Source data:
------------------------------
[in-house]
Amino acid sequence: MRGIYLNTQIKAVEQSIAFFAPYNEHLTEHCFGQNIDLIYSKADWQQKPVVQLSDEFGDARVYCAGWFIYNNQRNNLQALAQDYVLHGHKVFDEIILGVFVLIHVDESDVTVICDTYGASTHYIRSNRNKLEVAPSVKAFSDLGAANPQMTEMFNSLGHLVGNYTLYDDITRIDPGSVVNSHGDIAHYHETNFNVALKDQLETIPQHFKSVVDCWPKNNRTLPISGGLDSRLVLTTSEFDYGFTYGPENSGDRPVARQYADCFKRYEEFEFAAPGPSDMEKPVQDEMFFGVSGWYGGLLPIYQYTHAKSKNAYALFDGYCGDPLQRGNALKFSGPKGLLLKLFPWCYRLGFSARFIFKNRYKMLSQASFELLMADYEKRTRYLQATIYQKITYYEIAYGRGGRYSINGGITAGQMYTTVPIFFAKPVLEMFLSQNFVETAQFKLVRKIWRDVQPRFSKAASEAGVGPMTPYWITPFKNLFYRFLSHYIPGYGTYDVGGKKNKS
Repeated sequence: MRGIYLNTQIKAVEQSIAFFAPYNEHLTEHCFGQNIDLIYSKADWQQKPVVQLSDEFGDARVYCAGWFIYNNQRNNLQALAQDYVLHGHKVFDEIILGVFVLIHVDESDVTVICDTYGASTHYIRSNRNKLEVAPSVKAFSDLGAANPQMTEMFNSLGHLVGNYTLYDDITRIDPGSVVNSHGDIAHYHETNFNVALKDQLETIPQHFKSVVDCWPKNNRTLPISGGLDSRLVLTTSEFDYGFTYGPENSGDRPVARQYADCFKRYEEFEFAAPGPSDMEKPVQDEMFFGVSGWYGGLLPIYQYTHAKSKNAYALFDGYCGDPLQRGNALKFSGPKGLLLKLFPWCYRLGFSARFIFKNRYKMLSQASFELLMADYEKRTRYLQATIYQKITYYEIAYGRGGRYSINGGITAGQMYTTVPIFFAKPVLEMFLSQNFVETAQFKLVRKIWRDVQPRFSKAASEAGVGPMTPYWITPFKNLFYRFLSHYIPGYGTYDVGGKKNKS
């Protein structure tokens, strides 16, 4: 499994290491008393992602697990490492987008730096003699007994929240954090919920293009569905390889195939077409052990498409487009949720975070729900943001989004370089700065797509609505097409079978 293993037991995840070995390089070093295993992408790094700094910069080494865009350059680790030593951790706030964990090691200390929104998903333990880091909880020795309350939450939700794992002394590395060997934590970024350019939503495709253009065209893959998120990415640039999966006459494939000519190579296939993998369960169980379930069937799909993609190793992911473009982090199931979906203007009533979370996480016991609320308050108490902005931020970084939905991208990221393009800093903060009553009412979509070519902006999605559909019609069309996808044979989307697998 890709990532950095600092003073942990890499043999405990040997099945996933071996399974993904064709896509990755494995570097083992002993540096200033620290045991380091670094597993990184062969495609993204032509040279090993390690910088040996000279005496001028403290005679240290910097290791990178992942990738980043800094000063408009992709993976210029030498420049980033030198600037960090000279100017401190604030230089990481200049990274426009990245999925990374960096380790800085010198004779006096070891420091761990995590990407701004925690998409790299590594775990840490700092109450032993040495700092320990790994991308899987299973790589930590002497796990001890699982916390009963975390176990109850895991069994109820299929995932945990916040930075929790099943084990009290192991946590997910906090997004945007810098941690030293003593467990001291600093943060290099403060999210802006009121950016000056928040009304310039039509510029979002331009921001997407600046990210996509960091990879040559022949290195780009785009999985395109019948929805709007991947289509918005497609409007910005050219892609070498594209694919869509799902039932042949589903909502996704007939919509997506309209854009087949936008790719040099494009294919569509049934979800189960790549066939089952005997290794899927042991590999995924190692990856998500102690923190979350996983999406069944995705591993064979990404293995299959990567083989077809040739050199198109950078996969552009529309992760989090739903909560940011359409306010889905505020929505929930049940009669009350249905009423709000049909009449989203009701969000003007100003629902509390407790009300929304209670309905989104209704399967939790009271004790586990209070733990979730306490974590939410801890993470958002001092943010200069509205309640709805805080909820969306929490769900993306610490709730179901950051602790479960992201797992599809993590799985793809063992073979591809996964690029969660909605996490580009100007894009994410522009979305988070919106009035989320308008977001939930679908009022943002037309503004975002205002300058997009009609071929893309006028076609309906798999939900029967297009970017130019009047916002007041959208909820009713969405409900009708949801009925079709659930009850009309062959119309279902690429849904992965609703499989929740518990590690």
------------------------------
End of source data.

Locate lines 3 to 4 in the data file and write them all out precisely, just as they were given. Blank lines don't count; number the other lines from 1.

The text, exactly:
Repeated sequence: MRGIYLNTQIKAVEQSIAFFAPYNEHLTEHCFGQNIDLIYSKADWQQKPVVQLSDEFGDARVYCAGWFIYNNQRNNLQALAQDYVLHGHKVFDEIILGVFVLIHVDESDVTVICDTYGASTHYIRSNRNKLEVAPSVKAFSDLGAANPQMTEMFNSLGHLVGNYTLYDDITRIDPGSVVNSHGDIAHYHETNFNVALKDQLETIPQHFKSVVDCWPKNNRTLPISGGLDSRLVLTTSEFDYGFTYGPENSGDRPVARQYADCFKRYEEFEFAAPGPSDMEKPVQDEMFFGVSGWYGGLLPIYQYTHAKSKNAYALFDGYCGDPLQRGNALKFSGPKGLLLKLFPWCYRLGFSARFIFKNRYKMLSQASFELLMADYEKRTRYLQATIYQKITYYEIAYGRGGRYSINGGITAGQMYTTVPIFFAKPVLEMFLSQNFVETAQFKLVRKIWRDVQPRFSKAASEAGVGPMTPYWITPFKNLFYRFLSHYIPGYGTYDVGGKKNKS
């Protein structure tokens, strides 16, 4: 499994290491008393992602697990490492987008730096003699007994929240954090919920293009569905390889195939077409052990498409487009949720975070729900943001989004370089700065797509609505097409079978 293993037991995840070995390089070093295993992408790094700094910069080494865009350059680790030593951790706030964990090691200390929104998903333990880091909880020795309350939450939700794992002394590395060997934590970024350019939503495709253009065209893959998120990415640039999966006459494939000519190579296939993998369960169980379930069937799909993609190793992911473009982090199931979906203007009533979370996480016991609320308050108490902005931020970084939905991208990221393009800093903060009553009412979509070519902006999605559909019609069309996808044979989307697998 890709990532950095600092003073942990890499043999405990040997099945996933071996399974993904064709896509990755494995570097083992002993540096200033620290045991380091670094597993990184062969495609993204032509040279090993390690910088040996000279005496001028403290005679240290910097290791990178992942990738980043800094000063408009992709993976210029030498420049980033030198600037960090000279100017401190604030230089990481200049990274426009990245999925990374960096380790800085010198004779006096070891420091761990995590990407701004925690998409790299590594775990840490700092109450032993040495700092320990790994991308899987299973790589930590002497796990001890699982916390009963975390176990109850895991069994109820299929995932945990916040930075929790099943084990009290192991946590997910906090997004945007810098941690030293003593467990001291600093943060290099403060999210802006009121950016000056928040009304310039039509510029979002331009921001997407600046990210996509960091990879040559022949290195780009785009999985395109019948929805709007991947289509918005497609409007910005050219892609070498594209694919869509799902039932042949589903909502996704007939919509997506309209854009087949936008790719040099494009294919569509049934979800189960790549066939089952005997290794899927042991590999995924190692990856998500102690923190979350996983999406069944995705591993064979990404293995299959990567083989077809040739050199198109950078996969552009529309992760989090739903909560940011359409306010889905505020929505929930049940009669009350249905009423709000049909009449989203009701969000003007100003629902509390407790009300929304209670309905989104209704399967939790009271004790586990209070733990979730306490974590939410801890993470958002001092943010200069509205309640709805805080909820969306929490769900993306610490709730179901950051602790479960992201797992599809993590799985793809063992073979591809996964690029969660909605996490580009100007894009994410522009979305988070919106009035989320308008977001939930679908009022943002037309503004975002205002300058997009009609071929893309006028076609309906798999939900029967297009970017130019009047916002007041959208909820009713969405409900009708949801009925079709659930009850009309062959119309279902690429849904992965609703499989929740518990590690």